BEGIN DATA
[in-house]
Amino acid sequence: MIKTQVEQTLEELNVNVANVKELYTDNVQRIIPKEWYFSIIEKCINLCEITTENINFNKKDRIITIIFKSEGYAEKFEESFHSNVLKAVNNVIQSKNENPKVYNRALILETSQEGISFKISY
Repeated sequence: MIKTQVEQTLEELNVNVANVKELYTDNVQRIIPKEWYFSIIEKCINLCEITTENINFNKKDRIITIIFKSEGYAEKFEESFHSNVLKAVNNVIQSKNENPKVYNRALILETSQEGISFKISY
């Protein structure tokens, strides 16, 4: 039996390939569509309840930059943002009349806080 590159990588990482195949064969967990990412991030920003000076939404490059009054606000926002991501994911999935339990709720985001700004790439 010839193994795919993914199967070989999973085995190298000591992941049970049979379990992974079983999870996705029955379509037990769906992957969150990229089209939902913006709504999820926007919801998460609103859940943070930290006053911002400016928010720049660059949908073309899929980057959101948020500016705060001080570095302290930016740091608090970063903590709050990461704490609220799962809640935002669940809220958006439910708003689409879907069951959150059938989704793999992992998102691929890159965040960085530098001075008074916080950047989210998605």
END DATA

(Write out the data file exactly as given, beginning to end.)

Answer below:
[in-house]
Amino acid sequence: MIKTQVEQTLEELNVNVANVKELYTDNVQRIIPKEWYFSIIEKCINLCEITTENINFNKKDRIITIIFKSEGYAEKFEESFHSNVLKAVNNVIQSKNENPKVYNRALILETSQEGISFKISY
Repeated sequence: MIKTQVEQTLEELNVNVANVKELYTDNVQRIIPKEWYFSIIEKCINLCEITTENINFNKKDRIITIIFKSEGYAEKFEESFHSNVLKAVNNVIQSKNENPKVYNRALILETSQEGISFKISY
């Protein structure tokens, strides 16, 4: 039996390939569509309840930059943002009349806080 590159990588990482195949064969967990990412991030920003000076939404490059009054606000926002991501994911999935339990709720985001700004790439 010839193994795919993914199967070989999973085995190298000591992941049970049979379990992974079983999870996705029955379509037990769906992957969150990229089209939902913006709504999820926007919801998460609103859940943070930290006053911002400016928010720049660059949908073309899929980057959101948020500016705060001080570095302290930016740091608090970063903590709050990461704490609220799962809640935002669940809220958006439910708003689409879907069951959150059938989704793999992992998102691929890159965040960085530098001075008074916080950047989210998605």